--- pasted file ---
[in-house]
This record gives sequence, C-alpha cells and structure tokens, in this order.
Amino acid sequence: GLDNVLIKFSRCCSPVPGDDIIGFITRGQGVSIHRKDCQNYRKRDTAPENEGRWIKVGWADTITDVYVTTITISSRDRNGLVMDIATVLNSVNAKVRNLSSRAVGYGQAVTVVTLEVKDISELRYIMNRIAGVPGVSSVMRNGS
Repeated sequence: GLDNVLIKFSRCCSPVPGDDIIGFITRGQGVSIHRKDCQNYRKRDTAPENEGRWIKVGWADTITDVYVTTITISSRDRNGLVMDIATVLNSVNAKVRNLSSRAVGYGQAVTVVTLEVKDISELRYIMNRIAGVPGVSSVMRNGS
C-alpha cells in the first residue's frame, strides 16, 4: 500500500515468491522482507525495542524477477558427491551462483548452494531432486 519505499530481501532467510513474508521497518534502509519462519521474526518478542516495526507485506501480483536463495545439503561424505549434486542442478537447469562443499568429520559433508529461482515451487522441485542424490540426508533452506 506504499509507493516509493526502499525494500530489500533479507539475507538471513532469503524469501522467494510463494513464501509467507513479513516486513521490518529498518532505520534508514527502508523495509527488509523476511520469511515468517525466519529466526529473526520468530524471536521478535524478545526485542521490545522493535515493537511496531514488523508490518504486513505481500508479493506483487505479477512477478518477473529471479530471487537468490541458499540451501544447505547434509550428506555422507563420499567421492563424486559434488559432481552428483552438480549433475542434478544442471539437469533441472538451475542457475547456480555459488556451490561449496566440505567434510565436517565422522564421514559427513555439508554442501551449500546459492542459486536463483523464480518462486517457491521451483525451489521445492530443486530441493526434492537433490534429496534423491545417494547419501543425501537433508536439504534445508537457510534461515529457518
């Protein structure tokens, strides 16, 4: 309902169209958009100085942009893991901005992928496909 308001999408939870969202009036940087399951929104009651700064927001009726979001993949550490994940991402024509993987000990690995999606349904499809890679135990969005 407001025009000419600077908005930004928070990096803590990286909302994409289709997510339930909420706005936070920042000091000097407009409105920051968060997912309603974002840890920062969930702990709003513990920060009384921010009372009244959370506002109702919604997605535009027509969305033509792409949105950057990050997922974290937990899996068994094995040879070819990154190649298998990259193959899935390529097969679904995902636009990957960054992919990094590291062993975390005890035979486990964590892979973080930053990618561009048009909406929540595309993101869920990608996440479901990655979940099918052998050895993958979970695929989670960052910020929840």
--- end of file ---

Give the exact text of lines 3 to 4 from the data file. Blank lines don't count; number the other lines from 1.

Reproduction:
Amino acid sequence: GLDNVLIKFSRCCSPVPGDDIIGFITRGQGVSIHRKDCQNYRKRDTAPENEGRWIKVGWADTITDVYVTTITISSRDRNGLVMDIATVLNSVNAKVRNLSSRAVGYGQAVTVVTLEVKDISELRYIMNRIAGVPGVSSVMRNGS
Repeated sequence: GLDNVLIKFSRCCSPVPGDDIIGFITRGQGVSIHRKDCQNYRKRDTAPENEGRWIKVGWADTITDVYVTTITISSRDRNGLVMDIATVLNSVNAKVRNLSSRAVGYGQAVTVVTLEVKDISELRYIMNRIAGVPGVSSVMRNGS